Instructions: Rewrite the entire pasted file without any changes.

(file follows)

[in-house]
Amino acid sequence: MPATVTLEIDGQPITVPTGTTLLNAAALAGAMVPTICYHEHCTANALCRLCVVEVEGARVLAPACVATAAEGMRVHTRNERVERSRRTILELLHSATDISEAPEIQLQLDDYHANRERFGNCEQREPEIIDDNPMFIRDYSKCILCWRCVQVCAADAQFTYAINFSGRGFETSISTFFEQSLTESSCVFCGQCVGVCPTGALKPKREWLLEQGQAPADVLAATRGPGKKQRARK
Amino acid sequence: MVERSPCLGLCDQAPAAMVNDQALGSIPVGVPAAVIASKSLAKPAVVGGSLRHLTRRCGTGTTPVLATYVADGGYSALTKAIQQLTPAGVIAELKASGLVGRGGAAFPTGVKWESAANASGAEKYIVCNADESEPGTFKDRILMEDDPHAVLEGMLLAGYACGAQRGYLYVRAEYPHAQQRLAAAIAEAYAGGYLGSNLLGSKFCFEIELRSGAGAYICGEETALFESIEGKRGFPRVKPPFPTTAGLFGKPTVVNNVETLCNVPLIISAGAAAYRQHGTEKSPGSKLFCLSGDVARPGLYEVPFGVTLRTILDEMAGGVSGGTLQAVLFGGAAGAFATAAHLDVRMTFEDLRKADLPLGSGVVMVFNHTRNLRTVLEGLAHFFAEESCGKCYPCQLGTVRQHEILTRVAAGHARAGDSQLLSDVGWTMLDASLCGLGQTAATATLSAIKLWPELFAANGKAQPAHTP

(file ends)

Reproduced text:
[in-house]
Amino acid sequence: MPATVTLEIDGQPITVPTGTTLLNAAALAGAMVPTICYHEHCTANALCRLCVVEVEGARVLAPACVATAAEGMRVHTRNERVERSRRTILELLHSATDISEAPEIQLQLDDYHANRERFGNCEQREPEIIDDNPMFIRDYSKCILCWRCVQVCAADAQFTYAINFSGRGFETSISTFFEQSLTESSCVFCGQCVGVCPTGALKPKREWLLEQGQAPADVLAATRGPGKKQRARK
Amino acid sequence: MVERSPCLGLCDQAPAAMVNDQALGSIPVGVPAAVIASKSLAKPAVVGGSLRHLTRRCGTGTTPVLATYVADGGYSALTKAIQQLTPAGVIAELKASGLVGRGGAAFPTGVKWESAANASGAEKYIVCNADESEPGTFKDRILMEDDPHAVLEGMLLAGYACGAQRGYLYVRAEYPHAQQRLAAAIAEAYAGGYLGSNLLGSKFCFEIELRSGAGAYICGEETALFESIEGKRGFPRVKPPFPTTAGLFGKPTVVNNVETLCNVPLIISAGAAAYRQHGTEKSPGSKLFCLSGDVARPGLYEVPFGVTLRTILDEMAGGVSGGTLQAVLFGGAAGAFATAAHLDVRMTFEDLRKADLPLGSGVVMVFNHTRNLRTVLEGLAHFFAEESCGKCYPCQLGTVRQHEILTRVAAGHARAGDSQLLSDVGWTMLDASLCGLGQTAATATLSAIKLWPELFAANGKAQPAHTP